Rarely does the name of one person, lacking political office or seat of power, echo across the internet so thoroughly as it did in the wake of Aaron Swartz’s death. How was the work of one person revered by so many, from the front page of every major paper in the US, to radical communities working against various axis of oppression?
Aaron Swartz recognized something. In his own words, “Information is power. But like all power, there are those who want to keep it for themselves.” —Guerilla Open Access Manifesto
Many of us have spent time grieving together on message boards, email lists, and with friends. While we mourned the loss of a brilliant hero to a broken and backwards criminal justice system, an outpouring of support for his work roared to life. Almost overnight, recognition of the importance of his mission spread across every corner of the web. What now?
Aaron understood that the way we experience and interact with the world is inseparable from the media and technology around us. He knew that only when they are free from private ownership can we hope to harness their liberatory potential and gain control over our own lives. He has been an invaluable force in the free software and free culture movements, working against the privatization of information, culture, and knowledge.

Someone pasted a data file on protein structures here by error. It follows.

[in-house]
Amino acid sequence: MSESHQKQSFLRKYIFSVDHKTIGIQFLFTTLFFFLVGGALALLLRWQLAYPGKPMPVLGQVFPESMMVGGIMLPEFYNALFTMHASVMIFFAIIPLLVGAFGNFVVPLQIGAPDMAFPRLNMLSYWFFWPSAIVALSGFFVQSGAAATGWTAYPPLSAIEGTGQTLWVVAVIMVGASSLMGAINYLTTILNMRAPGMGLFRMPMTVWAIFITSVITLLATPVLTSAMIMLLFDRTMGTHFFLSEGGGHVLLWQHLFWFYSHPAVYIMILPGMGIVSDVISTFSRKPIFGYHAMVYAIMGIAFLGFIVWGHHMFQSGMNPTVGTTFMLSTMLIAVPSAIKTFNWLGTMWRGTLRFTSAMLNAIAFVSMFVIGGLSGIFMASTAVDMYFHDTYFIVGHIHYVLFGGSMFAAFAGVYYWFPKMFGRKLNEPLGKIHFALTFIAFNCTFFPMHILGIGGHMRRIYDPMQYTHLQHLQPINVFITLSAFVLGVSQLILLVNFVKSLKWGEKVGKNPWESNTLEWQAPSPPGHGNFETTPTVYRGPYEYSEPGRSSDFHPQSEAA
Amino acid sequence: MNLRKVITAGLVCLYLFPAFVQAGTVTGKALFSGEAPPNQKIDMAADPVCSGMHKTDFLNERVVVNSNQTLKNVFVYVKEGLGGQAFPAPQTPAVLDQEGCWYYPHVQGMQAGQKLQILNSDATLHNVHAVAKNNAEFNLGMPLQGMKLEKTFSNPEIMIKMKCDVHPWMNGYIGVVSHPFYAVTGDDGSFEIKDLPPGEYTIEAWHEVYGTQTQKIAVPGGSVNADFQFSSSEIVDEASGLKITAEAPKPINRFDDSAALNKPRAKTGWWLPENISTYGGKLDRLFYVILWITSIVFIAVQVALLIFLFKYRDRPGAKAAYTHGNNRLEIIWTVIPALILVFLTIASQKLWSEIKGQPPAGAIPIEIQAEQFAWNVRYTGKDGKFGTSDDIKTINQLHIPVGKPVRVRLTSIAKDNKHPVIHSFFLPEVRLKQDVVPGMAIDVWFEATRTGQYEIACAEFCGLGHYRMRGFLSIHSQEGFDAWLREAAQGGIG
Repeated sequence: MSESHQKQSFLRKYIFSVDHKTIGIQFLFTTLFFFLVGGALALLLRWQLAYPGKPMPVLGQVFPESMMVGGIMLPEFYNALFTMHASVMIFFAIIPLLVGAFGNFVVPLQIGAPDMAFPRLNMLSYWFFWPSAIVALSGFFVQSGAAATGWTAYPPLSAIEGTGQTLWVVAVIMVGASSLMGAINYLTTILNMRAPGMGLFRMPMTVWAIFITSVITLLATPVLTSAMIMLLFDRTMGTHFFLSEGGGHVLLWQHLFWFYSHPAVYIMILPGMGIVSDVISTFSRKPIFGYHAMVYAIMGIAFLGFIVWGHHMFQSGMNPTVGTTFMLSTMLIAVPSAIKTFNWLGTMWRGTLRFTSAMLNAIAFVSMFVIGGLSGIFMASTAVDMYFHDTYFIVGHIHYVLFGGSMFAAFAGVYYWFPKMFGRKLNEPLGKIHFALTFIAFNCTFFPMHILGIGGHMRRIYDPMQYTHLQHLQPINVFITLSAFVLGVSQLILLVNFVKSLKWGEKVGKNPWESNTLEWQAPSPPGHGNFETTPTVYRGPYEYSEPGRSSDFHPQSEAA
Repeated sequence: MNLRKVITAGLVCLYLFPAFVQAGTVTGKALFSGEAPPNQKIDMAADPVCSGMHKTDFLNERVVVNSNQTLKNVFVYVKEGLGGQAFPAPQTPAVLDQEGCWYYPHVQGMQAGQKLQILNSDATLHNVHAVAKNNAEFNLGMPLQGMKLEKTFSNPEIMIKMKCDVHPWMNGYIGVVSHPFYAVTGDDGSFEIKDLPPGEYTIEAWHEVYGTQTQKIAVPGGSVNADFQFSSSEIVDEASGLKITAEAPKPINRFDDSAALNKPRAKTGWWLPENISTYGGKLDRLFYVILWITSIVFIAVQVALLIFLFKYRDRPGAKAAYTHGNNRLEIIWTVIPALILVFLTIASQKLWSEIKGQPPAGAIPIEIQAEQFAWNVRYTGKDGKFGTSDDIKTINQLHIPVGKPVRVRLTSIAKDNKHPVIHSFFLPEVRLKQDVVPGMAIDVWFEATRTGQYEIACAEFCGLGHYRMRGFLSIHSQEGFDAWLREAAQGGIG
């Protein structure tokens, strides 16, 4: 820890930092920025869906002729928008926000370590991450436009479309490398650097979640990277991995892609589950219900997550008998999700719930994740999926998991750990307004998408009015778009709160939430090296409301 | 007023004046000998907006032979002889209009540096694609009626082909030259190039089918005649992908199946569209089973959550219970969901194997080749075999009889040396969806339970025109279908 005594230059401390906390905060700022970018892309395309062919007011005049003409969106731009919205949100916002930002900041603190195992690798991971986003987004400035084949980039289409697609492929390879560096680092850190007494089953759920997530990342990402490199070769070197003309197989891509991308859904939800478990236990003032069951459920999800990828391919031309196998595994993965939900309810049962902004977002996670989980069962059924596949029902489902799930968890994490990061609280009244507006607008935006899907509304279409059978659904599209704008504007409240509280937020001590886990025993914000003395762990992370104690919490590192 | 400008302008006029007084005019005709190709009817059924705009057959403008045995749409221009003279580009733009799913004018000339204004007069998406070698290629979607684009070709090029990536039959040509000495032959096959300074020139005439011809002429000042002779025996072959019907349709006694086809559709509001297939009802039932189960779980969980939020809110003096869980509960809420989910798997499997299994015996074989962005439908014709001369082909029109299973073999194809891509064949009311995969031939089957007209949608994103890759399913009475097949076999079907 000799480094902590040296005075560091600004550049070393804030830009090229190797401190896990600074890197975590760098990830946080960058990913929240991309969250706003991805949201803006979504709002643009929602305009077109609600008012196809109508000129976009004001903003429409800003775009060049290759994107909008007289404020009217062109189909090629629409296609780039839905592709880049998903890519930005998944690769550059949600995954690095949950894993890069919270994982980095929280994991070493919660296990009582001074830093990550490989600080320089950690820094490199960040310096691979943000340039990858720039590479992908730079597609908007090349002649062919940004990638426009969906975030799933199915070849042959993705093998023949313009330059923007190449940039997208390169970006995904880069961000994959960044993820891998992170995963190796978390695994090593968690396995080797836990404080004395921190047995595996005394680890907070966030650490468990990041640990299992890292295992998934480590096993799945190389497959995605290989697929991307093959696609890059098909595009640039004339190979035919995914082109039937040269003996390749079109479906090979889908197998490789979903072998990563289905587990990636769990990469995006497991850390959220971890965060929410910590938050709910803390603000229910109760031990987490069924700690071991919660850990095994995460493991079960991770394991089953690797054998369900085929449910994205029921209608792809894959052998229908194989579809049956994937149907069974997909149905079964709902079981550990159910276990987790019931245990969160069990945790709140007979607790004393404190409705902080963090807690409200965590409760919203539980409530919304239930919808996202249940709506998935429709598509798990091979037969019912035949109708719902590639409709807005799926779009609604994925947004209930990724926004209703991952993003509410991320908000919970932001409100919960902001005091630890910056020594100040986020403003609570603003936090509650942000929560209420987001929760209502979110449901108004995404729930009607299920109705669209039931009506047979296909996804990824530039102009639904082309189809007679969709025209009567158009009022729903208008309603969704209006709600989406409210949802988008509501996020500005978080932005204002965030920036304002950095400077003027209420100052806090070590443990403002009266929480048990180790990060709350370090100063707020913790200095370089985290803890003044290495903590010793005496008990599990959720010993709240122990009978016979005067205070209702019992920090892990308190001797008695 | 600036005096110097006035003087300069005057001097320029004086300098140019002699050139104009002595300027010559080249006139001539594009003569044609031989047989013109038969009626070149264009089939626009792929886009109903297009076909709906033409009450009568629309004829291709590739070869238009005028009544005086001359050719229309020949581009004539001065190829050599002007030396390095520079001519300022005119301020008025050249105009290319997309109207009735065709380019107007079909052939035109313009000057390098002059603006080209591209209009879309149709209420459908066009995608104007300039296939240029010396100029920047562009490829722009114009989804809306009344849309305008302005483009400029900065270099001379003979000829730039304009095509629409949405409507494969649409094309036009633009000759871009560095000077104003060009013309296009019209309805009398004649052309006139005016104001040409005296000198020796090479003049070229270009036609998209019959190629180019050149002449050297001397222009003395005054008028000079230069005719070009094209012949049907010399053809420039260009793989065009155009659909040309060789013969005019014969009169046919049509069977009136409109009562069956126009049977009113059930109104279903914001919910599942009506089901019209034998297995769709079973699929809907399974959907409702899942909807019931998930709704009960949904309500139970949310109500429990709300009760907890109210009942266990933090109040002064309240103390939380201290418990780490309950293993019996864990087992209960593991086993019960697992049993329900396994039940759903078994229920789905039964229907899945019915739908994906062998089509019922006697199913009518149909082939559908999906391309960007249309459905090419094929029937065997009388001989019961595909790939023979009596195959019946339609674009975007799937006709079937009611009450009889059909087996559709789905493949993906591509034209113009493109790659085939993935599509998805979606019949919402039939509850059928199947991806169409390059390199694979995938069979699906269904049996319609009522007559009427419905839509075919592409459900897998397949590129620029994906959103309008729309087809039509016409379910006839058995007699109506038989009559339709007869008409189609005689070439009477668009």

Aaron fought to tear down the walls that hide big secrets and lock up human knowledge for the profit of the gatekeepers. The pressures which drove him to suicide — up to 50 years in prison and $4 million in fines — were brought against him for a victimless crime. These egregiously harsh punishments for releasing public domain papers locked up on JSTOR may have been due to Aaron’s support of Private Breanna Manning and ties to Wikileaks. Either way, Aaron should have been rewarded.
There is already far too much fear in resisting the powers that Aaron stood up against. We can only carry on his fight by turning this fear into indignation, and indignation into action, just as he did.
In efforts to carry on his work, global hackathons have been planned in his memory; a graduate student made a commitment to free knowledge by boycotting locked-down journals; the Memorial JSTOR Liberator continues the task of releasing public domain documents by crowdsourcing; #PDFTribute was started for authors of academic papers to share their works; and Anonymous defaced the United States Sentencing Commission website with a video threatening a massive exposure of government secrets in the style of WikiLeaks’ insurance files.
While individual efforts are admirable, Aaron’s work involved much more than opting out of the systems he recognized as broken. He targeted them. He aimed to uproot them. Everything Aaron wrote, whether vernacular or code, was free, but what he died doing was freeing the work of others.
There are already plenty of places to publish and share free cultural works, but this is only half of the battle. The remaining question is how to usurp proprietary knowledge sources. The answer, then, is to eliminate their value by taking the knowledge they amass and release it into the world. Our own rejection of locking up knowledge should be taken for granted. To continue Aaron’s work, we must create an organized movement to take down the gatekeepers which keep hoards of information secret and lock our cultural productions behind their walls.